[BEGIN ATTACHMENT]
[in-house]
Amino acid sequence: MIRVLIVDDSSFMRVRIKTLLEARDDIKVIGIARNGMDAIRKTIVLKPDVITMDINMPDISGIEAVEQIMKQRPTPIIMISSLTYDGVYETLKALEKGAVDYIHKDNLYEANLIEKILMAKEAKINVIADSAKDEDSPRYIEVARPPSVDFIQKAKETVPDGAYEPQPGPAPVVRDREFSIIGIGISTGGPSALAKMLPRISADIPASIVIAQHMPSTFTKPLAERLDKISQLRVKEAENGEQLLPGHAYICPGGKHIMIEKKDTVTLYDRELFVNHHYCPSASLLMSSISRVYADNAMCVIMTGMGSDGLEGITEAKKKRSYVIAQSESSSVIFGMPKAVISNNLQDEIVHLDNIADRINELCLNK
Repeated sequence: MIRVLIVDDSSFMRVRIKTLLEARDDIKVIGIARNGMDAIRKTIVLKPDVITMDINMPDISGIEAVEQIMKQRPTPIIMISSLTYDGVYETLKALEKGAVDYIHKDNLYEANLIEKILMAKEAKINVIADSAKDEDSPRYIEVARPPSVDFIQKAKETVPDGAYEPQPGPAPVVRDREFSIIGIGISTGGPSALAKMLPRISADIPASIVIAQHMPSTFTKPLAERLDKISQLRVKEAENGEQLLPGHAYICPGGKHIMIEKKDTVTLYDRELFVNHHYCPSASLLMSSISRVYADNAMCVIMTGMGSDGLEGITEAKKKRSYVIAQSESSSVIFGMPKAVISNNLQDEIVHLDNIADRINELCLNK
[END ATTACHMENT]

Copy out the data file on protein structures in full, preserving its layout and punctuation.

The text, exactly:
[in-house]
Amino acid sequence: MIRVLIVDDSSFMRVRIKTLLEARDDIKVIGIARNGMDAIRKTIVLKPDVITMDINMPDISGIEAVEQIMKQRPTPIIMISSLTYDGVYETLKALEKGAVDYIHKDNLYEANLIEKILMAKEAKINVIADSAKDEDSPRYIEVARPPSVDFIQKAKETVPDGAYEPQPGPAPVVRDREFSIIGIGISTGGPSALAKMLPRISADIPASIVIAQHMPSTFTKPLAERLDKISQLRVKEAENGEQLLPGHAYICPGGKHIMIEKKDTVTLYDRELFVNHHYCPSASLLMSSISRVYADNAMCVIMTGMGSDGLEGITEAKKKRSYVIAQSESSSVIFGMPKAVISNNLQDEIVHLDNIADRINELCLNK
Repeated sequence: MIRVLIVDDSSFMRVRIKTLLEARDDIKVIGIARNGMDAIRKTIVLKPDVITMDINMPDISGIEAVEQIMKQRPTPIIMISSLTYDGVYETLKALEKGAVDYIHKDNLYEANLIEKILMAKEAKINVIADSAKDEDSPRYIEVARPPSVDFIQKAKETVPDGAYEPQPGPAPVVRDREFSIIGIGISTGGPSALAKMLPRISADIPASIVIAQHMPSTFTKPLAERLDKISQLRVKEAENGEQLLPGHAYICPGGKHIMIEKKDTVTLYDRELFVNHHYCPSASLLMSSISRVYADNAMCVIMTGMGSDGLEGITEAKKKRSYVIAQSESSSVIFGMPKAVISNNLQDEIVHLDNIADRINELCLNK